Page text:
Joshua M. Miller

The 11 Greatest Hits From "Greatest Hits" Compilations

It's one of the strangest pop microcosms in history: singles released exclusively from Greatest Hits compilations. We rounded 'em up and ranked 'em to find out what is truly the greatest Greatest Hit of all.


When Punk Got the Funk

As punks were looking for some potential pathways out of the cul-de-sacs of their limited soundscapes, they saw in funk a way to expand the punk palette without sacrificing either their ethos or idea(l)s.


20 Hits of the '80s You Might Not Have Known Are Covers

There were many hit cover versions in the '80s, some of well-known originals, and some that fans may be surprised are covers.


The Reign of Kindo Discuss Why We're Truly "Better Off Together"

The Reign of Kindo's Joseph Secchiaroli delves deep into their latest single and future plans, as well as how COVID-19 has affected not only the band but America as a whole.


Tommy Siegel's Comic 'I Hope This Helps' Pokes at Social Media Addiction

Jukebox the Ghost's Tommy Siegel discusses his "500 Comics in 500 Days" project, which is now a new book, I Hope This Helps.


Kimm Rogers' "Lie" Is an Unapologetically Political Tune (premiere)

San Diego's Kimm Rogers taps into frustration with truth-masking on "Lie". "What I found most frustrating was that no one would utter the word 'lie'."


50 Years Ago B.B. King's 'Indianola Mississippi Seeds' Retooled R&B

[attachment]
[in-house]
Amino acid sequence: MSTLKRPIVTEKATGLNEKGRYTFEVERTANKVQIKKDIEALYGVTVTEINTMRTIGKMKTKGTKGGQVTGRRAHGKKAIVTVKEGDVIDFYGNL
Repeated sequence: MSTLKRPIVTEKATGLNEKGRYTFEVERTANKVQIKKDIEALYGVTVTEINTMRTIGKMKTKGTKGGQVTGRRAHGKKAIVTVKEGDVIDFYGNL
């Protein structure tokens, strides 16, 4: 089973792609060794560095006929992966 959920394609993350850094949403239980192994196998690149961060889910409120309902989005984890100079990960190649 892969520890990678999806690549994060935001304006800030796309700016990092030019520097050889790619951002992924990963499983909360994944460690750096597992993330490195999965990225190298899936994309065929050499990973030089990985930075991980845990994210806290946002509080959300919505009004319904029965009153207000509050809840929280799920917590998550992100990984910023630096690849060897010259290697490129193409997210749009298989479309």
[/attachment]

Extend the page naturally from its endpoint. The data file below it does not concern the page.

B.B. King's passion for bringing the blues to a wider audience is in full flower on the landmark album, Indianola Mississippi Seeds.


Filmmaker Marlon Riggs Knew That Silence = Death

In turning the camera on himself, even in his most vulnerable moments as a sick and dying man, filmmaker and activist Marlon Riggs demonstrated the futility of divorcing the personal from the political. These films are available now on OVID TV.


The Human Animal in Natural Labitat: A Brief Study of the Outcast

The secluded island trope in films such as Cast Away and television shows such as Lost gives culture a chance to examine and explain the human animal in pristine, lab like, habitat conditions. Here is what we discover about Homo sapiens.


Bad Wires Release a Monster of a Debut with 'Politics of Attraction'

Power trio Bad Wires' debut Politics of Attraction is a mix of punk attitude, 1990s New York City noise, and more than a dollop of metal.


'Waiting Out the Storm' with Jeremy Ivey

On Waiting Out the Storm, Jeremy Ivey apologizes for present society's destruction of the environment and wonders if racism still exists in the future and whether people still get high and have mental health issues.


Matt Berninger Takes the Mic Solo on 'Serpentine Prison'

Serpentine Prison gives the National's baritone crooner Matt Berninger a chance to shine in the spotlight, even if it doesn't push him into totally new territory.


MetalMatters: The Best New Heavy Metal Albums of September 2020

Oceans of Slumber thrive with their progressive doom, grind legends Napalm Death make an explosive return, and Anna von Hausswolff's ambient record are just some of September's highlights.

Collapse Expand Reviews

Collapse Expand Features

PM Picks
Collapse Expand Pm Picks

© 1999-2020 PopMatters.com. All rights reserved.
PopMatters is wholly independent, women-owned and operated.